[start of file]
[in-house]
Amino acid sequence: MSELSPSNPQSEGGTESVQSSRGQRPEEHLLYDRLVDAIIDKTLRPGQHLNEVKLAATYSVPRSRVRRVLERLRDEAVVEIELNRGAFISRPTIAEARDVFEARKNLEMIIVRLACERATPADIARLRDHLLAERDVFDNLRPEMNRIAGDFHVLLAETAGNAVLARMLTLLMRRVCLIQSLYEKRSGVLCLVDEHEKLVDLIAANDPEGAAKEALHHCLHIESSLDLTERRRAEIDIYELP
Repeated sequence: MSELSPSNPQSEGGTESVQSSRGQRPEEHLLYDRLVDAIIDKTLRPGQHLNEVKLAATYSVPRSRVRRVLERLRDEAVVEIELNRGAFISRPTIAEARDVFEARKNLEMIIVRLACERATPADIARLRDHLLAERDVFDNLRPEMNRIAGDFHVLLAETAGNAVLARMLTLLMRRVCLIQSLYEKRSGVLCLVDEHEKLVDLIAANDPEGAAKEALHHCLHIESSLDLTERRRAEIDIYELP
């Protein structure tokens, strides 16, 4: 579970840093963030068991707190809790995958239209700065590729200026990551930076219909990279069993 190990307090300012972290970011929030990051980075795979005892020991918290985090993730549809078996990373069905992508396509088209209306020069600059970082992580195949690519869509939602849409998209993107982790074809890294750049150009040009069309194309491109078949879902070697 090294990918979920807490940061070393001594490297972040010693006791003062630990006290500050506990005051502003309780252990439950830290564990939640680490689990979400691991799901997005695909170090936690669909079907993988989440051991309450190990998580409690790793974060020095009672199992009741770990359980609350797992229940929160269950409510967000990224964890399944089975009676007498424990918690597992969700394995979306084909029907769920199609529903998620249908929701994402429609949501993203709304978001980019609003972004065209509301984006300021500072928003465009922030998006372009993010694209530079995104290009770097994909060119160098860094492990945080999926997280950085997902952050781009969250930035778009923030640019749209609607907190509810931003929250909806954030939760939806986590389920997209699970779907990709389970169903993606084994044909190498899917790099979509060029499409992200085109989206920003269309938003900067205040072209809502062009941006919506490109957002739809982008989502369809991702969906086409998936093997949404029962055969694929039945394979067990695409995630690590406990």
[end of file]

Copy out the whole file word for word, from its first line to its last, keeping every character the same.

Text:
[in-house]
Amino acid sequence: MSELSPSNPQSEGGTESVQSSRGQRPEEHLLYDRLVDAIIDKTLRPGQHLNEVKLAATYSVPRSRVRRVLERLRDEAVVEIELNRGAFISRPTIAEARDVFEARKNLEMIIVRLACERATPADIARLRDHLLAERDVFDNLRPEMNRIAGDFHVLLAETAGNAVLARMLTLLMRRVCLIQSLYEKRSGVLCLVDEHEKLVDLIAANDPEGAAKEALHHCLHIESSLDLTERRRAEIDIYELP
Repeated sequence: MSELSPSNPQSEGGTESVQSSRGQRPEEHLLYDRLVDAIIDKTLRPGQHLNEVKLAATYSVPRSRVRRVLERLRDEAVVEIELNRGAFISRPTIAEARDVFEARKNLEMIIVRLACERATPADIARLRDHLLAERDVFDNLRPEMNRIAGDFHVLLAETAGNAVLARMLTLLMRRVCLIQSLYEKRSGVLCLVDEHEKLVDLIAANDPEGAAKEALHHCLHIESSLDLTERRRAEIDIYELP
């Protein structure tokens, strides 16, 4: 579970840093963030068991707190809790995958239209700065590729200026990551930076219909990279069993 190990307090300012972290970011929030990051980075795979005892020991918290985090993730549809078996990373069905992508396509088209209306020069600059970082992580195949690519869509939602849409998209993107982790074809890294750049150009040009069309194309491109078949879902070697 090294990918979920807490940061070393001594490297972040010693006791003062630990006290500050506990005051502003309780252990439950830290564990939640680490689990979400691991799901997005695909170090936690669909079907993988989440051991309450190990998580409690790793974060020095009672199992009741770990359980609350797992229940929160269950409510967000990224964890399944089975009676007498424990918690597992969700394995979306084909029907769920199609529903998620249908929701994402429609949501993203709304978001980019609003972004065209509301984006300021500072928003465009922030998006372009993010694209530079995104290009770097994909060119160098860094492990945080999926997280950085997902952050781009969250930035778009923030640019749209609607907190509810931003929250909806954030939760939806986590389920997209699970779907990709389970169903993606084994044909190498899917790099979509060029499409992200085109989206920003269309938003900067205040072209809502062009941006919506490109957002739809982008989502369809991702969906086409998936093997949404029962055969694929039945394979067990695409995630690590406990």